Botnet attacks


Tracker: SpyEye Not Yet Zeus-Like In Stature

The SpyEye Tracker, a new site that hopes to trace the activity of the budding SpyEye Trojan, went live this week and shows the emerging SpyEye botnet to be global in reach, but still much smaller than the Zeus botnet with which it has merged.

Botnet Targets SSH Servers Via Brute Force

The dd_ssh bot is currently responsible for an increase in brute force
attacks on SSH connections. Botnet herders are apparently injecting the
script via a phpMyAdmin vulnerability and using the compromised computers for targeted SSH attacks. Read the full article. [The H Security]


Over the past week, security researchers and vendors have been playing a cat-and-mouse game with a cybercrime-friendly ISP known as TROYAK-AS. The results so far? A series of attempts by the cybercriminals to restore access to their botnet, and an invaluable learning experience for the community, with the gang exposing node after node of malicious activity. Read the full article. [ZDNet]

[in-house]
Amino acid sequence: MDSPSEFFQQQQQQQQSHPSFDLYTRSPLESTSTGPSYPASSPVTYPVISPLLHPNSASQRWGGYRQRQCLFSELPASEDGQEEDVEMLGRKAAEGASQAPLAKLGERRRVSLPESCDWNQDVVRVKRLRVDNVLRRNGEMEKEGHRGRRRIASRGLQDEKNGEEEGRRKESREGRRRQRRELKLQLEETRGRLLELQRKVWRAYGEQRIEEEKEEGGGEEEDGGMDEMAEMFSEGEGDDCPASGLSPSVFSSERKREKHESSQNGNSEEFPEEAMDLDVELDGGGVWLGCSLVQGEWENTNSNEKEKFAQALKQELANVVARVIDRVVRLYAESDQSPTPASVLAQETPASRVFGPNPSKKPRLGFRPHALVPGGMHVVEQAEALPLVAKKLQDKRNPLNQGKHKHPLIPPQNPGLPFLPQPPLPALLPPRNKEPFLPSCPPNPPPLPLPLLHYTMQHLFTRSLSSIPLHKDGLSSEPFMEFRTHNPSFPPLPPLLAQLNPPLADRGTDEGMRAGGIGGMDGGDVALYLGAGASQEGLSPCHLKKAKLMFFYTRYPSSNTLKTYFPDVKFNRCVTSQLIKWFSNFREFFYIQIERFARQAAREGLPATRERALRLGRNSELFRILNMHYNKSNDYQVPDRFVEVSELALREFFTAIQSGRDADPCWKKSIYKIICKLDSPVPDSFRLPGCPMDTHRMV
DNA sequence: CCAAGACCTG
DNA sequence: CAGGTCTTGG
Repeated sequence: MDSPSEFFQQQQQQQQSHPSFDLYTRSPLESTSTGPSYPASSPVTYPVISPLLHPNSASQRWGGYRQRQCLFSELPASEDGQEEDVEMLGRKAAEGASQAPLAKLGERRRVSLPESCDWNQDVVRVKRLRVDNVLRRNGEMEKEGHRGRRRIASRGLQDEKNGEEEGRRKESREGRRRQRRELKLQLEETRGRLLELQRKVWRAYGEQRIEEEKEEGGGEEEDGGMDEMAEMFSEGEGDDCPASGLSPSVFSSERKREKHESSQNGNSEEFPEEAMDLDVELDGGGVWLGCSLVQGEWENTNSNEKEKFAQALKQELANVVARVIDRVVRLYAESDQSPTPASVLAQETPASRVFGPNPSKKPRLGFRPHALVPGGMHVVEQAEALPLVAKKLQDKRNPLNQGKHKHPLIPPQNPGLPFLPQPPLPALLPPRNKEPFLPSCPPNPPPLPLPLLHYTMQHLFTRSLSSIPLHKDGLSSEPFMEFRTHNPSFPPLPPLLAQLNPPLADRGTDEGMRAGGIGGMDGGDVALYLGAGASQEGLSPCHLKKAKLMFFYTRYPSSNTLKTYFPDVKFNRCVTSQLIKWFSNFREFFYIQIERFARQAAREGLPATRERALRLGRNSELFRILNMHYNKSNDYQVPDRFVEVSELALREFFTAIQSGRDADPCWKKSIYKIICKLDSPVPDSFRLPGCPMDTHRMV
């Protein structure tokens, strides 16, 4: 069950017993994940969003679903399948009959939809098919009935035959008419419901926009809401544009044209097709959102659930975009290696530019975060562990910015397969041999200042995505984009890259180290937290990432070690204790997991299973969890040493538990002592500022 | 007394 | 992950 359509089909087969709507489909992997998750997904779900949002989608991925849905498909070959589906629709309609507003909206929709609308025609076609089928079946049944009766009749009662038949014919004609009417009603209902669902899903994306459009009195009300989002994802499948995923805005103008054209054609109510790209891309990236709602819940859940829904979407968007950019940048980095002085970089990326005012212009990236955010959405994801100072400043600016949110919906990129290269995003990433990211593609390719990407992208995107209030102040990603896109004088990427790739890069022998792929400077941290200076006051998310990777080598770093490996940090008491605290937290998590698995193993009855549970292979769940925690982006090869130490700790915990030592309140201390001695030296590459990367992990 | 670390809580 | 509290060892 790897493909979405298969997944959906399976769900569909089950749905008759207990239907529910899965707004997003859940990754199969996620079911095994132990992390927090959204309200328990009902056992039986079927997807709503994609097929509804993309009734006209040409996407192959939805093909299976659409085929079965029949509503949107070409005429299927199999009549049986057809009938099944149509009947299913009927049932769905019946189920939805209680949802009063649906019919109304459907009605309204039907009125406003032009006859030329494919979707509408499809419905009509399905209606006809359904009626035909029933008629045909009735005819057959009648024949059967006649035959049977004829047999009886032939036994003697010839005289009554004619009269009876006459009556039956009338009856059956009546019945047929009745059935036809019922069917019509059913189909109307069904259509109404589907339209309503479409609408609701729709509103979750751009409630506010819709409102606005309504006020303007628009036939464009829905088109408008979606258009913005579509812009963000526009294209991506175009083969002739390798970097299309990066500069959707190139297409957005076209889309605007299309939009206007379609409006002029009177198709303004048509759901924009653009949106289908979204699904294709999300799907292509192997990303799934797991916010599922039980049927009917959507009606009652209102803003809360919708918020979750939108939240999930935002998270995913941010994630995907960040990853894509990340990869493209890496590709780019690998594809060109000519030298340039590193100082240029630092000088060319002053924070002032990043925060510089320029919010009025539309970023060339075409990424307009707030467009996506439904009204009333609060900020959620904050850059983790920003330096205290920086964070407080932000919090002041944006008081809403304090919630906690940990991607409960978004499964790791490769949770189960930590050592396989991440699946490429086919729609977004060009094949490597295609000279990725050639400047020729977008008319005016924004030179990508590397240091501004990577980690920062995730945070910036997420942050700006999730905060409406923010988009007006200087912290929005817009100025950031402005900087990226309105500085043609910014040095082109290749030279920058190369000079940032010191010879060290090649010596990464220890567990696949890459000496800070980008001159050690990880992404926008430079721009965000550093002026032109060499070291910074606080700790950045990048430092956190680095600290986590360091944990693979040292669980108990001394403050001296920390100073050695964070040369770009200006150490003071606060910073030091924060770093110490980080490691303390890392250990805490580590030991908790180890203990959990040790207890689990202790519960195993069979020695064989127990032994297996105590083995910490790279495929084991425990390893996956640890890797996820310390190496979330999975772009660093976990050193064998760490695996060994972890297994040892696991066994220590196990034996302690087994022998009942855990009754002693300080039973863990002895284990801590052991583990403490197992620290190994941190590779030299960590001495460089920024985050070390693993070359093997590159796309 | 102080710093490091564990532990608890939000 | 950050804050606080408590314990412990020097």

A network frequently used for malware delivery was shut down Wednesday night, probably against the will of its operators. Troyak.org, an Internet service provider well-known for
serving Zeus botnets and other malware delivery methods, went dark
overnight, resulting in the shutdown of as many as 25 percent of the
world’s Zeus botnets, according to researchers. Read the full article. [Dark Reading]

New capabilities are strengthening the ZeuS botnet,
which criminals use to steal financial credentials and execute
unauthorized transactions in online banking, automated clearing house
(ACH) networks and payroll systems. The latest version of this
cybercrime toolkit offers a $10,000
module that can let attackers completely take control of a compromised
PC. Read the full article. [Network World]

Like the sequel to a successful movie, the botnet behind the distributed denial of service attacks that hit the country of Georgia during its conflict with Russia in 2008 has been updated. This time though, the idea isn’t hacktivism—it’s stealing financial data and, unlike in the case of other Russian botnets, the targets are the operators’ own countrymen. Read the full article. [eWEEK]

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